Chinese outbound numbers rising

Outbound Chinese medical tourism is on the rise, with claims of over half a million travelling overseas for health care.

Outbound Chinese medical tourism is on the rise, with claims of over half a million travelling overseas for health care.

According to Ctrip, China’s largest online tourism agency, in 2016 over 500,000 outbound medical trips were taken, five times of the number in 2015. Average spending is claimed to exceed RMB 50,000, ten times the amount of expenditure for individual overseas trips, making medical travel the most expensive type of all themed travel products.

The reasons are that Chinese people are traveling abroad more and the middle classes seek to keep themselves healthy.

It is only a fraction of the total number of outbound Chinese tourists, but it has massive purchasing power. Where they go and for what are changing, with individual travel taking over from group trips.

They seek physical checks in Japan and the USA, anti-aging injections in Switzerland, eye care and bone treatment in Germany, cosmetic surgery in Korea or Thailand or Japan, and assisted reproduction in the USA or Europe.

Ctrip advertises thousands of different overseas health tours, and the company found that in 2016, health checks in Japan and the US were most popular, accounting for over 50% of bookings. The company also found that most people who choose checks are in their 40s, while young women aged between 20 and 30 form the largest consumer group for cosmetic surgery trips to Korea, Thailand and Japan.

According to research group Analysys, reasons for overseas trips:

  • Serious disease treatment 40%
  • Health checks 25 %
  • Cosmetic surgery 13%
  • Reproduction assistance 10%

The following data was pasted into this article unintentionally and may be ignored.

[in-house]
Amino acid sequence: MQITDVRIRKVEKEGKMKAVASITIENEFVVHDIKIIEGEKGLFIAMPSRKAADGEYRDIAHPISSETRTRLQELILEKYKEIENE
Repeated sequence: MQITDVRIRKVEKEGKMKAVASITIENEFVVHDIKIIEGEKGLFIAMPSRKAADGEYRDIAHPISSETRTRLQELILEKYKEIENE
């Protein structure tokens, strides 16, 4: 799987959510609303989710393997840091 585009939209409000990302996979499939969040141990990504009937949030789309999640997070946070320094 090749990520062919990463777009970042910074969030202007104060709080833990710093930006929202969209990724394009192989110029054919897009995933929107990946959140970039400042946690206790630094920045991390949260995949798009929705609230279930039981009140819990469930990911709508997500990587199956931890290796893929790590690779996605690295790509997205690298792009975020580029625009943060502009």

• Paediatric treatment 7%

Increasingly popular is the range of anti-aging treatment – particularly for females- and this is particularly so for high net worth individuals.

As well as the lack of primary care, the inadequate and uneven distribution of medical resources is an important reason why affluent families seek better treatment outside China. There is a great market potential in second- and third-tier cities, where medical and healthcare needs are not properly taken care of.

The total number of medical tourism agencies in China is not known, but China Business Weekly estimated that 300 new agencies were set up in 2016. Travel agencies are also keen to get into health and medical tourism.

Research by Analysys states that younger high-net-worth consumers can be reached through online marketing and advertising on social networking sites with the assistance of data analytics, but older ones can only be found through offline channels such as high-end clubs or events held by real estate developers, insurance companies and private banks. Online marketing is crucial to internet companies such as Ctrip, which controls the majority of Chinese tourists’ online traffic.

For the vast majority of outbound Chinese medical tourism, low prices are not a driver. It is the quality of service that matters most, and the better off seek a premium service.